A guy named Gissur Simonarson in Gjerdrum,  near Oslo, Norway, recently did just that and came back with this strangely mesmerizing, beautiful video of a breezy summer day:

Friday, July 10, 2015

Smoke, Haze From Canada Fires Obscuring U.S. Summer

Smoke and haze from Canadian wildfires makes
for an eerie sunset over Lake Champlain
in St. Albans, Vermont Wednesday. 
Wednesday around my home in St. Albans, Vermont should have been one of those absolutely classic Green Mountain summer days.

A cold front had swept down from Canada early in the morning, whisking away stifling humidity that had settled over the state the day before, and that night.

Usually these cold fronts yield what I call "Blue/Green days, something the Vermont Department of Travel and Tourism regularly prays for.

In the fresh, dry Canadian airmass, Blue/Green days feature a brilliant, haze-free blue sky. The lush green of the hills, mountains and hayfields gleams royally in the sun.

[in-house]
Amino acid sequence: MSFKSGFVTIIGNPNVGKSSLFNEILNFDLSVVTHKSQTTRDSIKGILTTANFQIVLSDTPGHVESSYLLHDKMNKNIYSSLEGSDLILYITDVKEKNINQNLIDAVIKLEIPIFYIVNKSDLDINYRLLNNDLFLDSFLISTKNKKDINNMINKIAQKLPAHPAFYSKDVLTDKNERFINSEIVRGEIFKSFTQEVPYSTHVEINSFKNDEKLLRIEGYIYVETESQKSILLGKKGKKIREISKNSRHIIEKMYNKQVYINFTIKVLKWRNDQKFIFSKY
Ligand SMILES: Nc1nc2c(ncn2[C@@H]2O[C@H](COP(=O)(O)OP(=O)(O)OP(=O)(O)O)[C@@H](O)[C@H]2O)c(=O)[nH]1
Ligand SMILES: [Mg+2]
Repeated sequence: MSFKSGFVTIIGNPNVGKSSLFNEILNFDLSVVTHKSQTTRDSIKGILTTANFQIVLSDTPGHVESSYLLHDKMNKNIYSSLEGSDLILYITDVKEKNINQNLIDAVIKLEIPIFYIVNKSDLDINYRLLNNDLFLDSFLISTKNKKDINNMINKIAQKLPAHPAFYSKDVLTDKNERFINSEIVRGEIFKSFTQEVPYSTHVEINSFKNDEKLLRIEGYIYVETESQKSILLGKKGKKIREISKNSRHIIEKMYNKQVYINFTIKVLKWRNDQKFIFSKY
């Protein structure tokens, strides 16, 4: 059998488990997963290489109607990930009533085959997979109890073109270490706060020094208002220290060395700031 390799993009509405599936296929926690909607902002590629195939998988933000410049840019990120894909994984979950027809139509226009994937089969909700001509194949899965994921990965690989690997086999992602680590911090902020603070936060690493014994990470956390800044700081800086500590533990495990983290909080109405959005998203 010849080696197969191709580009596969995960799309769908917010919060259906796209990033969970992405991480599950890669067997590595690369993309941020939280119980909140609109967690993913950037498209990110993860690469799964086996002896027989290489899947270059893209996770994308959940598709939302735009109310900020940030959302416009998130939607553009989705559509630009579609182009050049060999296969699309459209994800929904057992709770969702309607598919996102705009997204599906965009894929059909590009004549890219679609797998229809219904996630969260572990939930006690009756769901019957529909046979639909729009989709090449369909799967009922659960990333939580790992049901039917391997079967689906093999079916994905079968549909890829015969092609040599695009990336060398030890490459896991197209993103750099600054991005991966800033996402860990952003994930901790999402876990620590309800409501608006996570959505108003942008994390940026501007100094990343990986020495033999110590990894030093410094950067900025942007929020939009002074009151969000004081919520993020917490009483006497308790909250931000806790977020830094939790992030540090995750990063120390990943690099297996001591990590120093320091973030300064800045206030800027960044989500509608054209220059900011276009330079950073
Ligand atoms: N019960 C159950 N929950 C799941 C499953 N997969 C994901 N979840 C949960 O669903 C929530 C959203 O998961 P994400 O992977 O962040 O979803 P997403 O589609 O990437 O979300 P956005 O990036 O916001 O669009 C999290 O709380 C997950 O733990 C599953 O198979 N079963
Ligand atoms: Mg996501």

The air is refreshing, the view for hikers from the mountaintops lasts forever, and you can almost hear the Trapp family singing "The Hills Are Alive....."

Not Wednesday. The cold front certainly cleared out the humidity. The sun came out, sort of. But the sky was a faint slate blue. The few clouds in the sky looked pinkish brown, not billowy white like usual. If you could see the mountains at all through the haze, they were just grayish blue, faint outlines.

What the hell happened to our glorious summer?

Wildfires.

Specifically, it's been hot and dry in the western half of Canada, much of Alaska and parts of the western United States. What is normally those clean, bright airmasses that occasionally drift down from Canada picked up a lot of this smoke and blew it across the border into New England.

Actually, much of the country is getting these smoke attacks. A big ridge of high pressure is contributing to the western heat and encouraging those fires. Downstream from the ridge, the airflow heads southeast into the United States, bringing the smoke from the fires with it.